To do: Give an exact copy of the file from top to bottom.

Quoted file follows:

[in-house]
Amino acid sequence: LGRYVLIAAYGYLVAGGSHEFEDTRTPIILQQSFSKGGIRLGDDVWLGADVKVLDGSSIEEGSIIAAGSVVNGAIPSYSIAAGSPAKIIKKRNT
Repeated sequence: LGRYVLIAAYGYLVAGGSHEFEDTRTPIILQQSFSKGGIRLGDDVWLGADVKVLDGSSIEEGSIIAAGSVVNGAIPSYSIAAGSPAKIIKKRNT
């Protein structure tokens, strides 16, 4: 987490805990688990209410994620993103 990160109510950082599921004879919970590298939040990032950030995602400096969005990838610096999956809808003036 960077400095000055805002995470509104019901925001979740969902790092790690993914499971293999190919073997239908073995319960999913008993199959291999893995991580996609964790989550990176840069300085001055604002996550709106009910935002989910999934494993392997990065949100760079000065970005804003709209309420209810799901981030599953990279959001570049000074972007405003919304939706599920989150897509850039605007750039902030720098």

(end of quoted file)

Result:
[in-house]
Amino acid sequence: LGRYVLIAAYGYLVAGGSHEFEDTRTPIILQQSFSKGGIRLGDDVWLGADVKVLDGSSIEEGSIIAAGSVVNGAIPSYSIAAGSPAKIIKKRNT
Repeated sequence: LGRYVLIAAYGYLVAGGSHEFEDTRTPIILQQSFSKGGIRLGDDVWLGADVKVLDGSSIEEGSIIAAGSVVNGAIPSYSIAAGSPAKIIKKRNT
């Protein structure tokens, strides 16, 4: 987490805990688990209410994620993103 990160109510950082599921004879919970590298939040990032950030995602400096969005990838610096999956809808003036 960077400095000055805002995470509104019901925001979740969902790092790690993914499971293999190919073997239908073995319960999913008993199959291999893995991580996609964790989550990176840069300085001055604002996550709106009910935002989910999934494993392997990065949100760079000065970005804003709209309420209810799901981030599953990279959001570049000074972007405003919304939706599920989150897509850039605007750039902030720098």